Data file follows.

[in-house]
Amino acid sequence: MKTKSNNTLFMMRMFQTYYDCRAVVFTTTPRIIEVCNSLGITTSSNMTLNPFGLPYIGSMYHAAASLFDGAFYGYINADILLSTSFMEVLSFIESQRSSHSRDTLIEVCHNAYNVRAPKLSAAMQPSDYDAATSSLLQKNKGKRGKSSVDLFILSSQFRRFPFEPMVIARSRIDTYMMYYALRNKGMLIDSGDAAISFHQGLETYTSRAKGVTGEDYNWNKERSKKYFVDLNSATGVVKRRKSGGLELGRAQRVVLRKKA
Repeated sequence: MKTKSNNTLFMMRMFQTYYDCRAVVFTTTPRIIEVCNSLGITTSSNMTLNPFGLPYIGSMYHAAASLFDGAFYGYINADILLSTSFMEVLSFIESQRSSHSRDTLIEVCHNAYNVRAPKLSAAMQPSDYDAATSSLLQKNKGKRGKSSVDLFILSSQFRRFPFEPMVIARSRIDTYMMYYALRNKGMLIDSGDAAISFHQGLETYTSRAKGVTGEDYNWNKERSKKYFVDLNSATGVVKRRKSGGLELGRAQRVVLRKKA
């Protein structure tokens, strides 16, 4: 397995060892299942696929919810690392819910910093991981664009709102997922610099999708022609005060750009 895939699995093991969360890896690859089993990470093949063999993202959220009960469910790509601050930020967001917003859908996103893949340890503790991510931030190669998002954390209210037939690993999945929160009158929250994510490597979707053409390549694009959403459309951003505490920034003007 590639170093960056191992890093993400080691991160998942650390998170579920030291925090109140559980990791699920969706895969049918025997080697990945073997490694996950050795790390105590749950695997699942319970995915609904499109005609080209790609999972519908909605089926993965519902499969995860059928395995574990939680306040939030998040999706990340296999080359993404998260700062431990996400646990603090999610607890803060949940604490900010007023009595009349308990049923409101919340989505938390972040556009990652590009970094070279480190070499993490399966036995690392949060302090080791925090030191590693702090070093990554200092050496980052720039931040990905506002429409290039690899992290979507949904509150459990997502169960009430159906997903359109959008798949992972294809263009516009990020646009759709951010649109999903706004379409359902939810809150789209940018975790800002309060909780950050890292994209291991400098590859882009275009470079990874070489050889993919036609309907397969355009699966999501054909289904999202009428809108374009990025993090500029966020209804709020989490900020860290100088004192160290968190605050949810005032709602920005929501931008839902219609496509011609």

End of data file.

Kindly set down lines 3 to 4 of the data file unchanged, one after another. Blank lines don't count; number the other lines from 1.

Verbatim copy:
Repeated sequence: MKTKSNNTLFMMRMFQTYYDCRAVVFTTTPRIIEVCNSLGITTSSNMTLNPFGLPYIGSMYHAAASLFDGAFYGYINADILLSTSFMEVLSFIESQRSSHSRDTLIEVCHNAYNVRAPKLSAAMQPSDYDAATSSLLQKNKGKRGKSSVDLFILSSQFRRFPFEPMVIARSRIDTYMMYYALRNKGMLIDSGDAAISFHQGLETYTSRAKGVTGEDYNWNKERSKKYFVDLNSATGVVKRRKSGGLELGRAQRVVLRKKA
């Protein structure tokens, strides 16, 4: 397995060892299942696929919810690392819910910093991981664009709102997922610099999708022609005060750009 895939699995093991969360890896690859089993990470093949063999993202959220009960469910790509601050930020967001917003859908996103893949340890503790991510931030190669998002954390209210037939690993999945929160009158929250994510490597979707053409390549694009959403459309951003505490920034003007 590639170093960056191992890093993400080691991160998942650390998170579920030291925090109140559980990791699920969706895969049918025997080697990945073997490694996950050795790390105590749950695997699942319970995915609904499109005609080209790609999972519908909605089926993965519902499969995860059928395995574990939680306040939030998040999706990340296999080359993404998260700062431990996400646990603090999610607890803060949940604490900010007023009595009349308990049923409101919340989505938390972040556009990652590009970094070279480190070499993490399966036995690392949060302090080791925090030191590693702090070093990554200092050496980052720039931040990905506002429409290039690899992290979507949904509150459990997502169960009430159906997903359109959008798949992972294809263009516009990020646009759709951010649109999903706004379409359902939810809150789209940018975790800002309060909780950050890292994209291991400098590859882009275009470079990874070489050889993919036609309907397969355009699966999501054909289904999202009428809108374009990025993090500029966020209804709020989490900020860290100088004192160290968190605050949810005032709602920005929501931008839902219609496509011609």